Power steering fluid is often one of the more overlooked fluids in a vehicle. Everyone knows they need to change their oil. They even know to add more wiper-fluid. Of course, everyone knows about gasoline and how to replace that. However, for whatever reason, power steering fluid tends to be the forgotten component of vehicle maintenance.
The reality is, there's no real definitive answer and even the car manufacturers vary in their opinions.
The best advice that could possibly be given would be to meet somewhere in the middle. Either every two years or every seventy-five thousand miles, you should change your power steering fluid out.
Changing out your power steering fluid is incredibly important because of how the power steering pumps function. Power steering pumps are hydraulic pumps which put out upwards of sixteen-hundred pounds of pressure. Over years of use, the power steering fluid gets dirty along the way. Dirty fluids create vastly more friction, becoming abrasive. Dirty fluids can even go so far as to ruin the seals in the pump, or the seals on the rack, which can be incredibly expensive to replace.
The most obvious but most important sign that you are low on steering fluid is when your wheels have trouble turning. This can cause driving difficulties and can be dangerous, especially if it happens suddenly while driving.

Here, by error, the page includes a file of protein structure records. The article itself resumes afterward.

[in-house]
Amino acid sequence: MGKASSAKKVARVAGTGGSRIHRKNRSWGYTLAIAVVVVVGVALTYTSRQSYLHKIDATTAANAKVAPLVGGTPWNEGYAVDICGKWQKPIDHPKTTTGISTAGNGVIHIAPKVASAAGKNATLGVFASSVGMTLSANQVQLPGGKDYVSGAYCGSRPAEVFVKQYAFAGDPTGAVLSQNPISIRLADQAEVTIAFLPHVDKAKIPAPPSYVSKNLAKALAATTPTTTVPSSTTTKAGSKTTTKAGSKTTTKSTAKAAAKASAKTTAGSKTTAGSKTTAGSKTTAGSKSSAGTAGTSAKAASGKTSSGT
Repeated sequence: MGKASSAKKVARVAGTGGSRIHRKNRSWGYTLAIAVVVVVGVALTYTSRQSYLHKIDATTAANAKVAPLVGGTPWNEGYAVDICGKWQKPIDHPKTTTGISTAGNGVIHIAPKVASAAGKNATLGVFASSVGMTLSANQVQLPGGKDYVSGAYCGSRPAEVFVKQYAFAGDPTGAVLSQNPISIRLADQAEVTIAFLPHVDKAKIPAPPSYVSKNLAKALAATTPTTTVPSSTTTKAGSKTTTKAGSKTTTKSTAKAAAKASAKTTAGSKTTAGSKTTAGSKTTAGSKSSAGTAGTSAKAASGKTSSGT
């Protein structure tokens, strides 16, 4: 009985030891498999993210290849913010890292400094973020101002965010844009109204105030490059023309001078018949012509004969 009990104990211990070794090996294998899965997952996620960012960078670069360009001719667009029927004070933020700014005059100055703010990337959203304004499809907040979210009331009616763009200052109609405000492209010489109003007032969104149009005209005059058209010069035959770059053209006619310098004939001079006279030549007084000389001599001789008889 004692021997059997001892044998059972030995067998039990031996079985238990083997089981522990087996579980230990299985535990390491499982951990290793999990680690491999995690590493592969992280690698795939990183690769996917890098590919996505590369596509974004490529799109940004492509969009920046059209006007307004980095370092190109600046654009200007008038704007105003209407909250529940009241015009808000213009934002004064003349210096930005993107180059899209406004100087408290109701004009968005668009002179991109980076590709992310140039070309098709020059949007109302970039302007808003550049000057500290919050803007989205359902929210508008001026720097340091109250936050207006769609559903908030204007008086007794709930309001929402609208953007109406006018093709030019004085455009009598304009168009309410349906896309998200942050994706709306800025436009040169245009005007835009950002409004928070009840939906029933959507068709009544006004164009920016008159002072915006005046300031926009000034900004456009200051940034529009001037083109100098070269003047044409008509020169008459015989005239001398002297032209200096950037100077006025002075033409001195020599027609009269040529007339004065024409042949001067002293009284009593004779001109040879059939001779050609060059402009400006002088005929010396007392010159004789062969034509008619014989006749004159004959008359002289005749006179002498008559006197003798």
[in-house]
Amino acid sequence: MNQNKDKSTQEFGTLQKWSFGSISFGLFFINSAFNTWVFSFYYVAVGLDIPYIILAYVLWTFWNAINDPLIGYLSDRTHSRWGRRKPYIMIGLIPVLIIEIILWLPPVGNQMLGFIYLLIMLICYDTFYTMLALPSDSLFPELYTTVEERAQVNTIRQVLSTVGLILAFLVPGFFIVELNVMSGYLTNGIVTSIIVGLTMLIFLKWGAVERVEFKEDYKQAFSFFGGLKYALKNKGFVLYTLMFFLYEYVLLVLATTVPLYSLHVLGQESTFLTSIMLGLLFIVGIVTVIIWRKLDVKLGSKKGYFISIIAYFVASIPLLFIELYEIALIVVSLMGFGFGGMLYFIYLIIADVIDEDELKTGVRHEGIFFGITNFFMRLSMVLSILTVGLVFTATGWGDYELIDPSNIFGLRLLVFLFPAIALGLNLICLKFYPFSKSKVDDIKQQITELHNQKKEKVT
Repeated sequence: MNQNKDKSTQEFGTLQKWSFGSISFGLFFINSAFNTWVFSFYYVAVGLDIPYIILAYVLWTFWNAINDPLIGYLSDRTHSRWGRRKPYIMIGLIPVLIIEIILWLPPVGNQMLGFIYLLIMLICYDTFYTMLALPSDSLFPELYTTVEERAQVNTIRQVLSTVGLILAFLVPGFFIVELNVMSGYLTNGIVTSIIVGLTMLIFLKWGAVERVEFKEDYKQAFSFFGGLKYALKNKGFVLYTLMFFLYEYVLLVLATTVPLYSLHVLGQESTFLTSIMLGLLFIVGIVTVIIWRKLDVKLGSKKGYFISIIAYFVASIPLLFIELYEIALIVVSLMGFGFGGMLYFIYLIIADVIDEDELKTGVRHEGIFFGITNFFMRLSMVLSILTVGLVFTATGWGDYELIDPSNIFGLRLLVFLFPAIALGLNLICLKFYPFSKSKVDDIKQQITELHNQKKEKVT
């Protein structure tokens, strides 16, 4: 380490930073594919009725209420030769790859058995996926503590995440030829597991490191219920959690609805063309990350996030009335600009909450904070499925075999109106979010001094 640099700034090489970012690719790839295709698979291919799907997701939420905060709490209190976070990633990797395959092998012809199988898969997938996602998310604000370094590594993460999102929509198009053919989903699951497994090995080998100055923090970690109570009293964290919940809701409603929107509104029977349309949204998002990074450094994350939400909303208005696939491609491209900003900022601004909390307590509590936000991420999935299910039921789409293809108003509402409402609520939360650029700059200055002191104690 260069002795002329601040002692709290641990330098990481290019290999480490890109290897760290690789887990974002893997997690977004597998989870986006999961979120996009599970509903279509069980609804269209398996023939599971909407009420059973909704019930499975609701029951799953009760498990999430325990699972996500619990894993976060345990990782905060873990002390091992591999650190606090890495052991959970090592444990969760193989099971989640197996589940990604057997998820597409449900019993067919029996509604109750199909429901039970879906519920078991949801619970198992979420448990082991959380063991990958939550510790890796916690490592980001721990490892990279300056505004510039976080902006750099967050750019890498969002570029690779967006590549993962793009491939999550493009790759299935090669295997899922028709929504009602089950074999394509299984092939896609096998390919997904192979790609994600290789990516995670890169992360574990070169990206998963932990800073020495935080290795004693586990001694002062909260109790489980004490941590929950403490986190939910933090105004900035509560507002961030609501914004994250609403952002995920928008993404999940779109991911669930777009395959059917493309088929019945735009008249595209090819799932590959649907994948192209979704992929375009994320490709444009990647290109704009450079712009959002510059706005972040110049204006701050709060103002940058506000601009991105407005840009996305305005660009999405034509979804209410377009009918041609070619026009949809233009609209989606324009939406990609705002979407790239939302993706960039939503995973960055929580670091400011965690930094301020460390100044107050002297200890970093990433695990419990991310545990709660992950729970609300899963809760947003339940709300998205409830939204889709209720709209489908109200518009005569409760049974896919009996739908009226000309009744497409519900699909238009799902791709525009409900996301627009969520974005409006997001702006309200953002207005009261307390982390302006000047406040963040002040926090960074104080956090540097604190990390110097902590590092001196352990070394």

If you notice a squeaking or grinding noise every time the wheels are turned, there's a good chance it's due to low power steering fluid. The power steering system uses a pump to allow fluid to flow for smooth steering. When the fluid is low, air will begin to circulate through the steering box and make strange noises when you turn the steering wheel.
If you notice your steering wheel starting to vibrate while driving, you must be very careful to maintain full control of the vehicle. Since you have to work harder when making turns, we recommend finding a safe parking spot and calling your breakdown service
As mentioned above, a leaking power steering rack is one of the leading signs of a lack of power steering fluid. If you remove the reservoir cap and don't see any liquid inside, there's a good chance you have a leak.